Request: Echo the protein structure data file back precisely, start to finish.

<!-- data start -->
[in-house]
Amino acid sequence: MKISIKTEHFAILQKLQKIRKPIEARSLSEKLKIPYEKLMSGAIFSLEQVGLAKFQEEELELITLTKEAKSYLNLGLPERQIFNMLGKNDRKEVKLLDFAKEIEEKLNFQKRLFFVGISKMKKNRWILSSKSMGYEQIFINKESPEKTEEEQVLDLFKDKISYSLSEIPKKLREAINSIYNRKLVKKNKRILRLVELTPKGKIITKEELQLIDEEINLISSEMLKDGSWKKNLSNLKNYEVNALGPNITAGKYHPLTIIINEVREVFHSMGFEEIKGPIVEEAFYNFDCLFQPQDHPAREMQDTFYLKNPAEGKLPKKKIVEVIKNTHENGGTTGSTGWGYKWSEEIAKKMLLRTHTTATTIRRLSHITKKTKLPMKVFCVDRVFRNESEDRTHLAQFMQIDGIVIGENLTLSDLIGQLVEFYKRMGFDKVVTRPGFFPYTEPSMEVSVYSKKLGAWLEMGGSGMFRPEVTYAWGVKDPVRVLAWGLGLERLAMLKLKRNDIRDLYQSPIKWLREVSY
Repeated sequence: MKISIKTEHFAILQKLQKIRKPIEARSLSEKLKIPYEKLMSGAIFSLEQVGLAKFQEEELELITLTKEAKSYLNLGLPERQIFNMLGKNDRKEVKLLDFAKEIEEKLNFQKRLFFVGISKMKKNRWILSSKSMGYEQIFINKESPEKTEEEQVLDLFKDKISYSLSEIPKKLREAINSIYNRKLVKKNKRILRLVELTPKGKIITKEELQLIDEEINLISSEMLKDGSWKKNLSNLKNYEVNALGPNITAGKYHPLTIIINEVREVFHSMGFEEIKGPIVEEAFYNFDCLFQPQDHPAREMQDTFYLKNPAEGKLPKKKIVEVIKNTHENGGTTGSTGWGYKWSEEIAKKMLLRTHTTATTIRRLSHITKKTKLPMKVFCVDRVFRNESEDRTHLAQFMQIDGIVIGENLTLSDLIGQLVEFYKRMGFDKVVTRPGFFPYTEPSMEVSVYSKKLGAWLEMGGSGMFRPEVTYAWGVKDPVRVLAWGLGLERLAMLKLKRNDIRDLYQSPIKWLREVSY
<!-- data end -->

[in-house]
Amino acid sequence: MKISIKTEHFAILQKLQKIRKPIEARSLSEKLKIPYEKLMSGAIFSLEQVGLAKFQEEELELITLTKEAKSYLNLGLPERQIFNMLGKNDRKEVKLLDFAKEIEEKLNFQKRLFFVGISKMKKNRWILSSKSMGYEQIFINKESPEKTEEEQVLDLFKDKISYSLSEIPKKLREAINSIYNRKLVKKNKRILRLVELTPKGKIITKEELQLIDEEINLISSEMLKDGSWKKNLSNLKNYEVNALGPNITAGKYHPLTIIINEVREVFHSMGFEEIKGPIVEEAFYNFDCLFQPQDHPAREMQDTFYLKNPAEGKLPKKKIVEVIKNTHENGGTTGSTGWGYKWSEEIAKKMLLRTHTTATTIRRLSHITKKTKLPMKVFCVDRVFRNESEDRTHLAQFMQIDGIVIGENLTLSDLIGQLVEFYKRMGFDKVVTRPGFFPYTEPSMEVSVYSKKLGAWLEMGGSGMFRPEVTYAWGVKDPVRVLAWGLGLERLAMLKLKRNDIRDLYQSPIKWLREVSY
Repeated sequence: MKISIKTEHFAILQKLQKIRKPIEARSLSEKLKIPYEKLMSGAIFSLEQVGLAKFQEEELELITLTKEAKSYLNLGLPERQIFNMLGKNDRKEVKLLDFAKEIEEKLNFQKRLFFVGISKMKKNRWILSSKSMGYEQIFINKESPEKTEEEQVLDLFKDKISYSLSEIPKKLREAINSIYNRKLVKKNKRILRLVELTPKGKIITKEELQLIDEEINLISSEMLKDGSWKKNLSNLKNYEVNALGPNITAGKYHPLTIIINEVREVFHSMGFEEIKGPIVEEAFYNFDCLFQPQDHPAREMQDTFYLKNPAEGKLPKKKIVEVIKNTHENGGTTGSTGWGYKWSEEIAKKMLLRTHTTATTIRRLSHITKKTKLPMKVFCVDRVFRNESEDRTHLAQFMQIDGIVIGENLTLSDLIGQLVEFYKRMGFDKVVTRPGFFPYTEPSMEVSVYSKKLGAWLEMGGSGMFRPEVTYAWGVKDPVRVLAWGLGLERLAMLKLKRNDIRDLYQSPIKWLREVSY